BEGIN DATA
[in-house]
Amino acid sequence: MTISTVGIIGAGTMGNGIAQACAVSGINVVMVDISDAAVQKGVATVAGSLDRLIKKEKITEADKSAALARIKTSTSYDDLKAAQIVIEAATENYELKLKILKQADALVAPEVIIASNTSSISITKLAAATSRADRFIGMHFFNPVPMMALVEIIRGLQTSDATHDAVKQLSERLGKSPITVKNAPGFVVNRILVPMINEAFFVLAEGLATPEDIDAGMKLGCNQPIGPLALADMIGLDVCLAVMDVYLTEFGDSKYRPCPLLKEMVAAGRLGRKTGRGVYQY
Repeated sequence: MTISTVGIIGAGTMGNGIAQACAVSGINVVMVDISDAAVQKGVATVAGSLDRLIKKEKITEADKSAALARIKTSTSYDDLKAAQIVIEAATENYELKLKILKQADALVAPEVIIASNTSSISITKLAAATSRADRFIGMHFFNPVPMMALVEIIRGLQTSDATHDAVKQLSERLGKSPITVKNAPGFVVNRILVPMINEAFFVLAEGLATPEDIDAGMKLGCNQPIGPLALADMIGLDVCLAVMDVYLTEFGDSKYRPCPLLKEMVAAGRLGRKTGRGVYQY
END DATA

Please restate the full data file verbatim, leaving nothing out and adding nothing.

[in-house]
Amino acid sequence: MTISTVGIIGAGTMGNGIAQACAVSGINVVMVDISDAAVQKGVATVAGSLDRLIKKEKITEADKSAALARIKTSTSYDDLKAAQIVIEAATENYELKLKILKQADALVAPEVIIASNTSSISITKLAAATSRADRFIGMHFFNPVPMMALVEIIRGLQTSDATHDAVKQLSERLGKSPITVKNAPGFVVNRILVPMINEAFFVLAEGLATPEDIDAGMKLGCNQPIGPLALADMIGLDVCLAVMDVYLTEFGDSKYRPCPLLKEMVAAGRLGRKTGRGVYQY
Repeated sequence: MTISTVGIIGAGTMGNGIAQACAVSGINVVMVDISDAAVQKGVATVAGSLDRLIKKEKITEADKSAALARIKTSTSYDDLKAAQIVIEAATENYELKLKILKQADALVAPEVIIASNTSSISITKLAAATSRADRFIGMHFFNPVPMMALVEIIRGLQTSDATHDAVKQLSERLGKSPITVKNAPGFVVNRILVPMINEAFFVLAEGLATPEDIDAGMKLGCNQPIGPLALADMIGLDVCLAVMDVYLTEFGDSKYRPCPLLKEMVAAGRLGRKTGRGVYQY